Political Essay on the Kingdom of New Spain: With Physical Sections and Maps Founded on Astronomical Observations and Trigonometrical and Barometrical Measurements, Volume 2

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Longman, Hurst, Rees, Orme, and Brown, 1822 - Mexico

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Page 355 - Guanaxuato, and the Villa de Leon, and which surround the richest mines of the known world. Wherever metallic seams have been discovered in the most uncultivated parts of the Cordilleras, on the insulated and desert table-lands, the working of mines, far from impeding the cultivation of the soil, has been singularly favourable to it.
Page 148 - But the greatest obstacle to the public prosperity arises from four fifths of the whole property (Jincas) belonging to mortmain proprietors; that is to say, to communities of monks, to chapters, corporations, and hospitals. The intendancy of Puebla has very considerable salt-works near Chila, Xicotlan, and Ocotlan (in the district of Chiautla), as also near Zapotitlan. The beautiful marble, known by the name of...
Page 6 - I'andtncia in which ten or twelve persons sit constantly for determining any disputes which may arise respecting the sale of goods. There are other persons who mix continually with the crowd, to see that a just price is asked. We have seen them break the false measures, which they had seized from the merchants.
Page 161 - In the month of June, 1759, a subterraneous noise was heard. Hollow noises of a most alarming nature...
Page 201 - In this foggy and cold region, therefore, want spurs on the Indian to labour, and excites his industry. At the height of San Miguel pines begin to mingle with the oaks, which are found by the traveller as high as the elevated plains of Perote, where he beholds the delightful aspect of fields sown with wheat. Eight hundred metres higher, the coldness of the climate will no longer admit...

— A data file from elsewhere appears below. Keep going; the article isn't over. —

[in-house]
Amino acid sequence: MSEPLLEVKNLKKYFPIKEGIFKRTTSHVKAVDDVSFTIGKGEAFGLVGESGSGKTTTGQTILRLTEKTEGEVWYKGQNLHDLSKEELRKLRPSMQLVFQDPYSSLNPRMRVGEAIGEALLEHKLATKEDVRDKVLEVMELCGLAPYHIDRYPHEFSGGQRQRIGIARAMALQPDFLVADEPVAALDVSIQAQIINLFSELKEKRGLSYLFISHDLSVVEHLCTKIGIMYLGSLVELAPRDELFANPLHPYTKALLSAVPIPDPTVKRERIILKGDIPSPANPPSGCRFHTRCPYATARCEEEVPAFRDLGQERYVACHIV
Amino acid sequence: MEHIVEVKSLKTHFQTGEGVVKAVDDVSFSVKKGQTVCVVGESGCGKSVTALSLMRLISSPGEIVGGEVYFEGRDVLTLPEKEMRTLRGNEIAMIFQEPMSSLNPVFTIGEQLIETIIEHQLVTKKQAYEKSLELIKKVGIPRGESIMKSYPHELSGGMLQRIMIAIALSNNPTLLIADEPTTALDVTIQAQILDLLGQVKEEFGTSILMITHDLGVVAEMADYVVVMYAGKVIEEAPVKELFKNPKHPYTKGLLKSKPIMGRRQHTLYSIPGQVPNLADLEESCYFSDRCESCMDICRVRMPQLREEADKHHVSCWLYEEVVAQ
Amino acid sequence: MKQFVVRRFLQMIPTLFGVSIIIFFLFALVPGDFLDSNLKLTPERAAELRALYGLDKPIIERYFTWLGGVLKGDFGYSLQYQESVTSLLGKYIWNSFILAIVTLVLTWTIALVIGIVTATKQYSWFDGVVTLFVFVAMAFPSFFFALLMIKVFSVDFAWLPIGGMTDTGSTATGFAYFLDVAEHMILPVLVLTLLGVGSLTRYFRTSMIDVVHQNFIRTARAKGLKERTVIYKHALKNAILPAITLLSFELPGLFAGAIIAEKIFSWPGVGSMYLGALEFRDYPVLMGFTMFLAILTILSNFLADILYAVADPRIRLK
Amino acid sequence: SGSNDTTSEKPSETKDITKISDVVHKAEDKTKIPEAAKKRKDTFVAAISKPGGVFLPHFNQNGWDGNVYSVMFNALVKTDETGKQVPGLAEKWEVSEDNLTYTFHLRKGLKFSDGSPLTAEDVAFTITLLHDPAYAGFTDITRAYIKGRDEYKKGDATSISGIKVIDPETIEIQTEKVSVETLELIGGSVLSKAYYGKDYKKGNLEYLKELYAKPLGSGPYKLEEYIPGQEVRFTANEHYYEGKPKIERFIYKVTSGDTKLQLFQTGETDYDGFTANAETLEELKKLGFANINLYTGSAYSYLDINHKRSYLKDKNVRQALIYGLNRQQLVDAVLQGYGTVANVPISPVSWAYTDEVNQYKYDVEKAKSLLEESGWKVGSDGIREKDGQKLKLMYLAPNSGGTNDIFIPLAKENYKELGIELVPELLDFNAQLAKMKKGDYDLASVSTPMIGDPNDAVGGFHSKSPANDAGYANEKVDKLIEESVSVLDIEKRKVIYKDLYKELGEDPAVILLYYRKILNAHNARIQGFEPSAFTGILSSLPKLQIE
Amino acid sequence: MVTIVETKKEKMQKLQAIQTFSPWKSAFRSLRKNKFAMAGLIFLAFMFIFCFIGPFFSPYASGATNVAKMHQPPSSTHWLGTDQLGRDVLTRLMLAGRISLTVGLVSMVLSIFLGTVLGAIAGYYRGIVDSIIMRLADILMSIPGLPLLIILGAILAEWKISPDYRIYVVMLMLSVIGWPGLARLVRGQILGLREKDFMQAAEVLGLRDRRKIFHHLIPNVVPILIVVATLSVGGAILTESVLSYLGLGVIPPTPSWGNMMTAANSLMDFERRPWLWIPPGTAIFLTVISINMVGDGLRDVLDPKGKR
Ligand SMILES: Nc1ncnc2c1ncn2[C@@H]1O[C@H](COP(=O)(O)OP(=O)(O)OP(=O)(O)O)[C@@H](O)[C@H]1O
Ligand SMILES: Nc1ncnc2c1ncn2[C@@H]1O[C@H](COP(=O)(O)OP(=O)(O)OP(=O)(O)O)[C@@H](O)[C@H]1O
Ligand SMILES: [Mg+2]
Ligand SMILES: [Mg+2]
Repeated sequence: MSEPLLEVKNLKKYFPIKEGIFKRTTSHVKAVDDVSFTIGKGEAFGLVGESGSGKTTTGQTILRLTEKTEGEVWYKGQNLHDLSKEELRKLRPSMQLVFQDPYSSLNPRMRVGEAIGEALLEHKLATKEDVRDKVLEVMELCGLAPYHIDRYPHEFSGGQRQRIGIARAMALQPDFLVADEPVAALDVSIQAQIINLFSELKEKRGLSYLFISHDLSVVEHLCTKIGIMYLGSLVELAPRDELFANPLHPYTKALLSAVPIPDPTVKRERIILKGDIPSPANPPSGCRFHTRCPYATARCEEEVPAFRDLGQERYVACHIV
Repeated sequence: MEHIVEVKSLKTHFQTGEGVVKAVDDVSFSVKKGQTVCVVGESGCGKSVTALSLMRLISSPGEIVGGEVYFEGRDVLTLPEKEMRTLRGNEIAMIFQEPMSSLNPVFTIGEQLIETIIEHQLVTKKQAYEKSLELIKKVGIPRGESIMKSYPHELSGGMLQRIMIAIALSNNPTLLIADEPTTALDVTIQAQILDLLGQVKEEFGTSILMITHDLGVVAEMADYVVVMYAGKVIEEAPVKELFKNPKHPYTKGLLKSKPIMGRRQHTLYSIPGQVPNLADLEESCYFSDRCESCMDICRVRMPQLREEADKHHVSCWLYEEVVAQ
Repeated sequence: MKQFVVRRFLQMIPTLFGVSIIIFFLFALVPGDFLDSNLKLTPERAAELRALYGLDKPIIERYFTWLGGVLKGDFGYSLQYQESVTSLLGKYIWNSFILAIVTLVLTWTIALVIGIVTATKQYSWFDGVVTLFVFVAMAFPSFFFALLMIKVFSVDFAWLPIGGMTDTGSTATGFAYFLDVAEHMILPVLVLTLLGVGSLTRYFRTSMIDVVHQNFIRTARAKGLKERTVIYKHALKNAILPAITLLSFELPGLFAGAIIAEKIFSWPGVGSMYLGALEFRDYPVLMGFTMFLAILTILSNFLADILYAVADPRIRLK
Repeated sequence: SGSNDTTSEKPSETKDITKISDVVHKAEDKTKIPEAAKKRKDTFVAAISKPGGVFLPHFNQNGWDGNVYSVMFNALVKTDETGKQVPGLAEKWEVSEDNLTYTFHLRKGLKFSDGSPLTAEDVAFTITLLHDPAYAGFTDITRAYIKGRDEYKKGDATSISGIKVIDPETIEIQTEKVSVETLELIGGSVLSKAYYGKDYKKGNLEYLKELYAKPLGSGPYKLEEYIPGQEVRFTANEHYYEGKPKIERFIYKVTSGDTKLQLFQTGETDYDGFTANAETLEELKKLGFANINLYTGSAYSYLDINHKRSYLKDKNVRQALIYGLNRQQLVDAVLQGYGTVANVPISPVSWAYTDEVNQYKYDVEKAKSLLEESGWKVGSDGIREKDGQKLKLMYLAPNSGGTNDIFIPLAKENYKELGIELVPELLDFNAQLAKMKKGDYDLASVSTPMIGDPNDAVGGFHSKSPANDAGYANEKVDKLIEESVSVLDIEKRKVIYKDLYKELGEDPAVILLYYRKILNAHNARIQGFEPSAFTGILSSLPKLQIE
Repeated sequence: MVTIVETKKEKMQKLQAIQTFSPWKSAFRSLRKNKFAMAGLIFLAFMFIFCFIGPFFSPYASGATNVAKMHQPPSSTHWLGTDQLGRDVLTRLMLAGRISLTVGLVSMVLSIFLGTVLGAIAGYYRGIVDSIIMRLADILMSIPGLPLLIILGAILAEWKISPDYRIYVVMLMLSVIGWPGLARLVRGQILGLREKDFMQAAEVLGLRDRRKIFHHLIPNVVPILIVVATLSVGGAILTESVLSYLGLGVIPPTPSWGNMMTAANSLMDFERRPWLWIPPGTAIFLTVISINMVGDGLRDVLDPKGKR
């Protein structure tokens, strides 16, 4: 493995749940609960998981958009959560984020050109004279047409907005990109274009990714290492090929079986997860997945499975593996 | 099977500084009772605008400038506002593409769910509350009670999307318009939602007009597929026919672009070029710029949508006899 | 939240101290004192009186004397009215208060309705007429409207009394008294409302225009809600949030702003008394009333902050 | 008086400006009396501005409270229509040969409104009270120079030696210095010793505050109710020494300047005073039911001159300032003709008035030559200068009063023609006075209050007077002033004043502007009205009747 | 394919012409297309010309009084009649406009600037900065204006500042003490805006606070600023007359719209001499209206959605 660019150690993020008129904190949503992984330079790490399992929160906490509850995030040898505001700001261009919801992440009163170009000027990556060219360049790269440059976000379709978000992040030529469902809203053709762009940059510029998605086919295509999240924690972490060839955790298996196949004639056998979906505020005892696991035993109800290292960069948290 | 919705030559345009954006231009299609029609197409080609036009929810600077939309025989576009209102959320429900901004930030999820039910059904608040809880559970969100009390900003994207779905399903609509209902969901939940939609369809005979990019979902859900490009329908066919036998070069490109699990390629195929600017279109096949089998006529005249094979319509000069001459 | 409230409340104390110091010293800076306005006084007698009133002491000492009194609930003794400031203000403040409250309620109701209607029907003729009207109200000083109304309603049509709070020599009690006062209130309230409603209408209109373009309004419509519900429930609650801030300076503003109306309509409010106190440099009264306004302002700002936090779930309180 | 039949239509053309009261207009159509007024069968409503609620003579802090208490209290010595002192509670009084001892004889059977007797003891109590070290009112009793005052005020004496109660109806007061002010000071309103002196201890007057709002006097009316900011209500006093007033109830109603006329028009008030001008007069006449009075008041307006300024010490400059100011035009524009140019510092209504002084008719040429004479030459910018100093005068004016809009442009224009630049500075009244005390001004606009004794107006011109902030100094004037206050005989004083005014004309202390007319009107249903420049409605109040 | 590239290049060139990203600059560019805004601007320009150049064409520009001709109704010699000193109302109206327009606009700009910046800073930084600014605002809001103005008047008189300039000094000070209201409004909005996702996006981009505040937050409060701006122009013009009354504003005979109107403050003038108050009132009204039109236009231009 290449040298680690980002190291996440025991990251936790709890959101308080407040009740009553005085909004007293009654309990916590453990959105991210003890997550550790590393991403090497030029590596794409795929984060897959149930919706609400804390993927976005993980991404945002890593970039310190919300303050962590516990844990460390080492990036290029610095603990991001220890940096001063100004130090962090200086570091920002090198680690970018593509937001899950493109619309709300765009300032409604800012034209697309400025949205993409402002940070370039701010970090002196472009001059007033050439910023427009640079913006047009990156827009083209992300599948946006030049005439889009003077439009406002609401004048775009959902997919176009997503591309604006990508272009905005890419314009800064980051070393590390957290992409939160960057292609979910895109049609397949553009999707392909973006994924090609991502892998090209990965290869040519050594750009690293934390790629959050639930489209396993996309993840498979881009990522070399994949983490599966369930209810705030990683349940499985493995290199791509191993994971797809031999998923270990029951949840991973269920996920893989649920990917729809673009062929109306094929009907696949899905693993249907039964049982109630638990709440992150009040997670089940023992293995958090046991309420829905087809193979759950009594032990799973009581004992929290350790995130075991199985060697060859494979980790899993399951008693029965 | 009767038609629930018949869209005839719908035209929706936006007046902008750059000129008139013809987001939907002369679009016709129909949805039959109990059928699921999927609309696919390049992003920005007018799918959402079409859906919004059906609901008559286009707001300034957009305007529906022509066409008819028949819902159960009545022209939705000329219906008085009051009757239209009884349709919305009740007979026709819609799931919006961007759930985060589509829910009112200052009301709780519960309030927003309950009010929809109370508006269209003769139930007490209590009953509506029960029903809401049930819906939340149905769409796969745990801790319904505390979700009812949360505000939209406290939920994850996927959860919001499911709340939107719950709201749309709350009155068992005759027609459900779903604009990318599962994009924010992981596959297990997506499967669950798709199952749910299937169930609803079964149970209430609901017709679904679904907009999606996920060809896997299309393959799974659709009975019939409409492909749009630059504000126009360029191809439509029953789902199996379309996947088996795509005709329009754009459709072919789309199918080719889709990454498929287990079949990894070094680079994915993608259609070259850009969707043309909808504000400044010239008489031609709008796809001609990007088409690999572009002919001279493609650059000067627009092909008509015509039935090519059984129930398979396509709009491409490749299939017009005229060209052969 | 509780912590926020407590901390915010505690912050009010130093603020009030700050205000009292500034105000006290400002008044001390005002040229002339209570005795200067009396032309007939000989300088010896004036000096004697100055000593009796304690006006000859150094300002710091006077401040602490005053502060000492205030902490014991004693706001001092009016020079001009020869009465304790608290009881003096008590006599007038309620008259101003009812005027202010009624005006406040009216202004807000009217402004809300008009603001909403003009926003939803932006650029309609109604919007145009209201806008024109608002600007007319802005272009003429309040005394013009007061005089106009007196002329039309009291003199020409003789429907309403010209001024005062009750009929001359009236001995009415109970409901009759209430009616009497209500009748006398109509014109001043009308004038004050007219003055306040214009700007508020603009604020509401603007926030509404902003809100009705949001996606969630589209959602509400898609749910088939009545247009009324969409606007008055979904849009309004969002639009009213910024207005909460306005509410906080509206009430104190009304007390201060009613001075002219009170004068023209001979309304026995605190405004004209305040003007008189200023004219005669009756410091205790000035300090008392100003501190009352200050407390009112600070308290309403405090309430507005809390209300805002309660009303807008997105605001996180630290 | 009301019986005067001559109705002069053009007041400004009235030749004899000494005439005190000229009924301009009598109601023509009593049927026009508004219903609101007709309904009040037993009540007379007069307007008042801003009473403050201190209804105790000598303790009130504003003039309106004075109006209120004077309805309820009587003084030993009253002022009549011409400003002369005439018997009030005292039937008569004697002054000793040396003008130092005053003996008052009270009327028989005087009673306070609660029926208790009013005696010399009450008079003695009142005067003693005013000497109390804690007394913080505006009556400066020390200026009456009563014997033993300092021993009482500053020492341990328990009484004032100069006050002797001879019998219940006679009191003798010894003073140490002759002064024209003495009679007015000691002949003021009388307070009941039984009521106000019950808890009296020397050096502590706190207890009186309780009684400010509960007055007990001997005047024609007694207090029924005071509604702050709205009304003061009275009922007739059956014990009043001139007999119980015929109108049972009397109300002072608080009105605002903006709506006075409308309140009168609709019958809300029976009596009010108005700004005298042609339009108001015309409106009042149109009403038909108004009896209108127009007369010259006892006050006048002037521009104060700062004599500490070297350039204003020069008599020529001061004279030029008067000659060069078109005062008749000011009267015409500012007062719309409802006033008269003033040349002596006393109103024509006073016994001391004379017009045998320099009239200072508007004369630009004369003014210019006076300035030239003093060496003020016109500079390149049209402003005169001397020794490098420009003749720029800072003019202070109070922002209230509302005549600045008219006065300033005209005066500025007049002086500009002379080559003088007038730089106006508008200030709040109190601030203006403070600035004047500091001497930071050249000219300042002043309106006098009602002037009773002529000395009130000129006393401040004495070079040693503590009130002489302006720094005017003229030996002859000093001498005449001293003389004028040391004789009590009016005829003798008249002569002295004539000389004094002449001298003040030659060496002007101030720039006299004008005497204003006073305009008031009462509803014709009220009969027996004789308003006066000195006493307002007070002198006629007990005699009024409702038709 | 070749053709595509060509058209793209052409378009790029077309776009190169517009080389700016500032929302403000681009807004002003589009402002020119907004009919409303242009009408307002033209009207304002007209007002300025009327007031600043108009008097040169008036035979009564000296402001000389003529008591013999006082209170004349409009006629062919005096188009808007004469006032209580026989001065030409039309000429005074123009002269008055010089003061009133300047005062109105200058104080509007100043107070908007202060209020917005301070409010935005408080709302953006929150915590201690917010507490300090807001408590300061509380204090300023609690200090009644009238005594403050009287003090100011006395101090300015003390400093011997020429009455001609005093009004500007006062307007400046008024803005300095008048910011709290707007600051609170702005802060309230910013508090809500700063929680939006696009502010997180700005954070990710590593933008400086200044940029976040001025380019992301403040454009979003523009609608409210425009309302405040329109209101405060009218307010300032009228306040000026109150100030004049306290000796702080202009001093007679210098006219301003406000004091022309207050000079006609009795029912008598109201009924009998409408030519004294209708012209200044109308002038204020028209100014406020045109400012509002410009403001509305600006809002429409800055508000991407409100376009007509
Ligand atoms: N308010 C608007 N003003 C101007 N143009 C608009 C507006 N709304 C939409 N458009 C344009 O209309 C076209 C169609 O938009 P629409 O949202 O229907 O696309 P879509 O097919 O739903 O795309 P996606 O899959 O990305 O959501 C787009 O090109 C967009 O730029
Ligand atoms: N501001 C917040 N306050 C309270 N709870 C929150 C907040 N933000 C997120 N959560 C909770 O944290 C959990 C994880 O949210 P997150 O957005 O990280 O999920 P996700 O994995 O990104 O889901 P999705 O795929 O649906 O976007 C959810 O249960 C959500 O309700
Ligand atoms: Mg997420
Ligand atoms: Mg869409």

Page 6 - The city is as large as Seville or Cordova. The streets, I merely speak of the principal ones, are very narrow and very large; some are half dry and half occupied by navigable canals, furnished with very well-constructed wooden bridges, broad enough for ten men on horseback to pass at the same time.
Page 150 - are better clothed than any we have hitherto seen. People in easy circumstances wear cloaks above their dress. These cloaks differ from those of Africa, for they have pockets, though the cut, cloth, and fringes are the same. The environs of the city are very fertile and well cultivated. Almost all the fields may be watered, and the city is much more beautiful than all those in Spain, for it is well fortified, and built on very level ground.
Page 164 - It is continually burning, and has thrown up from the north side an immense quantity of scorified and basaltic lavas, containing fragments of primitive rocks. These great eruptions of the central volcano continued till the month of February 1760. In the following years, they became gradually less frequent. The Indians, frightened at the horrible noises of the new volcano, abandoned at first all the villages situated within seven or eight leagues distance of the plains of Jorullo.
Page 275 - The sky is constantly serene and of a deep blue, and without a cloud ; and should any clouds appear for a moment at the setting of the sun, they display the most beautiful shades of violet, purple, and green.
Page 356 - ... and co-operating industry, it is not the most solid or genuinely productive and lucrative industry, and all human experience shows that a people never attain the highest prosperity and the best culture who are largely devoted to a single pursuit. Humboldt says "the influence of the mines on the progressive cultivation of the country is more durable than they are themselves.

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